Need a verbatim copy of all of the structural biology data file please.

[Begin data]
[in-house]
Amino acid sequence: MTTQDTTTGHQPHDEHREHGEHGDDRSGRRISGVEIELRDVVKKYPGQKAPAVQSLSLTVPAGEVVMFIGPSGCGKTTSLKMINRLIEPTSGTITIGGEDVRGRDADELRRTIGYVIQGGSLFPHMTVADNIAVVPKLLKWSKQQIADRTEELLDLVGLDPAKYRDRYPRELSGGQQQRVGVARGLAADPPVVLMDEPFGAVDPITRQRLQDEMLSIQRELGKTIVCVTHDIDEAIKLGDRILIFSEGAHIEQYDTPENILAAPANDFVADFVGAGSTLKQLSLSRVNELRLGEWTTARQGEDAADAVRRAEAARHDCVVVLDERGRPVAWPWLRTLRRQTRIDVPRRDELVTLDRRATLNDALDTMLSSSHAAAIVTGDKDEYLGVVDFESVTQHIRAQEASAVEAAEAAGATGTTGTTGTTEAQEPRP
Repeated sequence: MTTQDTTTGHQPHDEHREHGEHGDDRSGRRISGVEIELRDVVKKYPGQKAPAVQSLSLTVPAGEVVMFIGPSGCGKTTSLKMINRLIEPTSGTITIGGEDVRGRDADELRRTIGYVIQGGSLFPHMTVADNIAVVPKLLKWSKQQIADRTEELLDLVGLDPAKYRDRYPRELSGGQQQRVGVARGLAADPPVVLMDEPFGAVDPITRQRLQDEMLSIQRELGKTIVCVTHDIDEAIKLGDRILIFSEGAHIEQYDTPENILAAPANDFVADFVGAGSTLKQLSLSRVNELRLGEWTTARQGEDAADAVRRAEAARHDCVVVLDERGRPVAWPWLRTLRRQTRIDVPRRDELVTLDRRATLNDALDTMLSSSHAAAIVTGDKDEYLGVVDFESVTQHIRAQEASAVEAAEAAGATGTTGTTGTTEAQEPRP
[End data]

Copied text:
[in-house]
Amino acid sequence: MTTQDTTTGHQPHDEHREHGEHGDDRSGRRISGVEIELRDVVKKYPGQKAPAVQSLSLTVPAGEVVMFIGPSGCGKTTSLKMINRLIEPTSGTITIGGEDVRGRDADELRRTIGYVIQGGSLFPHMTVADNIAVVPKLLKWSKQQIADRTEELLDLVGLDPAKYRDRYPRELSGGQQQRVGVARGLAADPPVVLMDEPFGAVDPITRQRLQDEMLSIQRELGKTIVCVTHDIDEAIKLGDRILIFSEGAHIEQYDTPENILAAPANDFVADFVGAGSTLKQLSLSRVNELRLGEWTTARQGEDAADAVRRAEAARHDCVVVLDERGRPVAWPWLRTLRRQTRIDVPRRDELVTLDRRATLNDALDTMLSSSHAAAIVTGDKDEYLGVVDFESVTQHIRAQEASAVEAAEAAGATGTTGTTGTTEAQEPRP
Repeated sequence: MTTQDTTTGHQPHDEHREHGEHGDDRSGRRISGVEIELRDVVKKYPGQKAPAVQSLSLTVPAGEVVMFIGPSGCGKTTSLKMINRLIEPTSGTITIGGEDVRGRDADELRRTIGYVIQGGSLFPHMTVADNIAVVPKLLKWSKQQIADRTEELLDLVGLDPAKYRDRYPRELSGGQQQRVGVARGLAADPPVVLMDEPFGAVDPITRQRLQDEMLSIQRELGKTIVCVTHDIDEAIKLGDRILIFSEGAHIEQYDTPENILAAPANDFVADFVGAGSTLKQLSLSRVNELRLGEWTTARQGEDAADAVRRAEAARHDCVVVLDERGRPVAWPWLRTLRRQTRIDVPRRDELVTLDRRATLNDALDTMLSSSHAAAIVTGDKDEYLGVVDFESVTQHIRAQEASAVEAAEAAGATGTTGTTGTTEAQEPRP